Hope that helps. Good luck with the echo.
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Avatar_n_tn
I already have had / or will have had all these things done by tomorrow after the echo. [ Well, I don't know if I will get an angiogram or not. ] Thanks.
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Avatar_n_tn
Well, my echo didn't go so well this morning. They say I have heart weakness...and my cardiologist is thinking I should get a heart cath done to see if I have any clogged arterties. Anyone familiar with this? Is a heart cath dangerous?

I am waiting to hear if my primary care doctor wants to add ACE Inhibiotors, etc....I am taking Atenelol now as I have stated before.

I would appreciate any input. Thanks.
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Avatar_n_tn
Sorry to  hear about bad news. I think that the cath is the way to go. If you do have blocked arteries your EF is likely to improve after angioplasty. Cardiac cath is a rutine procedure in most hospitals and the complication rate in approx. 1-2%. Most of them (even if they occur) are treatable (such as bleeding, bruising, etc....).  Also, make sure your cardiologist starts you on ACE inhibitor and beta blocker, such as coreg.
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Avatar_n_tn
Well over 50% of patients with dilated cardiomyopathies are called idiopathic. Meaning, no one will ever know what caused it.
And well there is also other things that can cause cardiomyopathies.
Not knowing if you are diabetic, or if you travelled to a different country. Many things, no one can tell you what caused it or if a virus or if you were the first man to get pregnancy related cardiomyopathy.
Basically, the world will never know half the time.

BUT, a battery of tests should be ordered to find out if it is one of the known causes.
There is ischemic cardiomyopathy, meaning the heart has plumbing problems.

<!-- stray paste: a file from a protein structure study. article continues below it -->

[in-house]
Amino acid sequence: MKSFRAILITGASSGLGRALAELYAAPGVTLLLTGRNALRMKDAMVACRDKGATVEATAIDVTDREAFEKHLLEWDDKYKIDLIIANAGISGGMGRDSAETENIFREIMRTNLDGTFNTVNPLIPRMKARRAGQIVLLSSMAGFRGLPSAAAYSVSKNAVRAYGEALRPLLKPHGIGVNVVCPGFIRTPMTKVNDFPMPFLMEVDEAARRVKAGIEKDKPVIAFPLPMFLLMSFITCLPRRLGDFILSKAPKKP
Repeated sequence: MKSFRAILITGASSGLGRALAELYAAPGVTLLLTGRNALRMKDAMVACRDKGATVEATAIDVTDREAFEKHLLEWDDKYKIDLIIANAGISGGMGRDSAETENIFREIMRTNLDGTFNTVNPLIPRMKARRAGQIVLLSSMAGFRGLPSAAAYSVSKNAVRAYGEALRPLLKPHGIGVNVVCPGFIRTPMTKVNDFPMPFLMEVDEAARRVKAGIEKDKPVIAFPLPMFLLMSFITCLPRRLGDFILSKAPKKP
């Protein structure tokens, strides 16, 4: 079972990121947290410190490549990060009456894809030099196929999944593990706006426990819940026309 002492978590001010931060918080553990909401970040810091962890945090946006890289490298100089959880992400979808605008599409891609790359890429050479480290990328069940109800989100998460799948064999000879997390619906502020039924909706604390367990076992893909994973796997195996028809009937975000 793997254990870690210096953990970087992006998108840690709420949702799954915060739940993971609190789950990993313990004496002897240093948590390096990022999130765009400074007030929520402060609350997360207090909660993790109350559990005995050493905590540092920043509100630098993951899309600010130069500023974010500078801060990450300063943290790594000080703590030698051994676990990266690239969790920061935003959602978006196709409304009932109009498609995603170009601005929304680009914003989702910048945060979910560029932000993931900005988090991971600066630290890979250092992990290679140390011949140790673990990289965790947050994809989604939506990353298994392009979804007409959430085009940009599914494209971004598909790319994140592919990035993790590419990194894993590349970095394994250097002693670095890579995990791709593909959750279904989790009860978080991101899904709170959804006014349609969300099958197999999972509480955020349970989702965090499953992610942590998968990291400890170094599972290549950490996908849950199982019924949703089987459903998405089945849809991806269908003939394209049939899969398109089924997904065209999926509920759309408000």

I would, if I were you, just get as many tests as your cardiologist recommends to try and pinpoint a cause.
Hell, you could be a raging alcoholic and have alcoholic cardiomyopathy for all I know.
I know a guy who almost died of methamphetamine cardiomyopathy. Now leads a normal life after nearly dying.
Who knows, if he had tested positive for meth its unlikely he wouldve admitted it to his cardiologist. Which saved his life.

Not saying anything about you personally, but that is just some examples facing a clinician when it comes to gaining a proper history which are the clues to figuring out what's caused the heart (cardio) muscle (myo) to become diseased(pathy)
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61536_tn?1340701763
I'm sorry about the echo.  A heart cath has risks, as any procedure does, but if your doctor has suggested it, the benefits of having it outweigh the small associated risk of a complication.  If your decreased heart function is the result of a blockage, it can possibly be reversed or at least stabilized, and that would be wonderful.  Hang in there.  I wish you the best in getting this figured out and finding some improvement.
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Avatar_n_tn
Anyone out there who has Dilated Cardiomyopathy and are doing pretty well and expect to have a normal lifespan?
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Avatar_n_tn